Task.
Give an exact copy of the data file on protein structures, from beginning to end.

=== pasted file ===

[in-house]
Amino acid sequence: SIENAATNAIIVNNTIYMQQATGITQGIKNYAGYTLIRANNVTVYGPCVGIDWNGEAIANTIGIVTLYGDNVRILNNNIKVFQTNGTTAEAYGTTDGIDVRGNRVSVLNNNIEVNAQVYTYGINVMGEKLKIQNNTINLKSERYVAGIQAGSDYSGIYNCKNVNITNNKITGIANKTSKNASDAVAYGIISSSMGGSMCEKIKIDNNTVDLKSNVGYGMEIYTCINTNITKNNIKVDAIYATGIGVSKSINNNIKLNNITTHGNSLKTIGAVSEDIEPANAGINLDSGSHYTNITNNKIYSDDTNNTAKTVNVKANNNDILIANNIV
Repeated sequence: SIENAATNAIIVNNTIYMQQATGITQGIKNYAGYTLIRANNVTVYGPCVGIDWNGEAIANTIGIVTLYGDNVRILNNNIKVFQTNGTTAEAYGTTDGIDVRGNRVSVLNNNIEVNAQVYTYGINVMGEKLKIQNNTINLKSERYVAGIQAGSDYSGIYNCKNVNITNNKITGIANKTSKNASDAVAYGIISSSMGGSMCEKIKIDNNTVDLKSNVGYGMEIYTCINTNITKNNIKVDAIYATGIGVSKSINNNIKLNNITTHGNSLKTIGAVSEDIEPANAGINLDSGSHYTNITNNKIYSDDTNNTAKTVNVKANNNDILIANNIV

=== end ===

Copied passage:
[in-house]
Amino acid sequence: SIENAATNAIIVNNTIYMQQATGITQGIKNYAGYTLIRANNVTVYGPCVGIDWNGEAIANTIGIVTLYGDNVRILNNNIKVFQTNGTTAEAYGTTDGIDVRGNRVSVLNNNIEVNAQVYTYGINVMGEKLKIQNNTINLKSERYVAGIQAGSDYSGIYNCKNVNITNNKITGIANKTSKNASDAVAYGIISSSMGGSMCEKIKIDNNTVDLKSNVGYGMEIYTCINTNITKNNIKVDAIYATGIGVSKSINNNIKLNNITTHGNSLKTIGAVSEDIEPANAGINLDSGSHYTNITNNKIYSDDTNNTAKTVNVKANNNDILIANNIV
Repeated sequence: SIENAATNAIIVNNTIYMQQATGITQGIKNYAGYTLIRANNVTVYGPCVGIDWNGEAIANTIGIVTLYGDNVRILNNNIKVFQTNGTTAEAYGTTDGIDVRGNRVSVLNNNIEVNAQVYTYGINVMGEKLKIQNNTINLKSERYVAGIQAGSDYSGIYNCKNVNITNNKITGIANKTSKNASDAVAYGIISSSMGGSMCEKIKIDNNTVDLKSNVGYGMEIYTCINTNITKNNIKVDAIYATGIGVSKSINNNIKLNNITTHGNSLKTIGAVSEDIEPANAGINLDSGSHYTNITNNKIYSDDTNNTAKTVNVKANNNDILIANNIV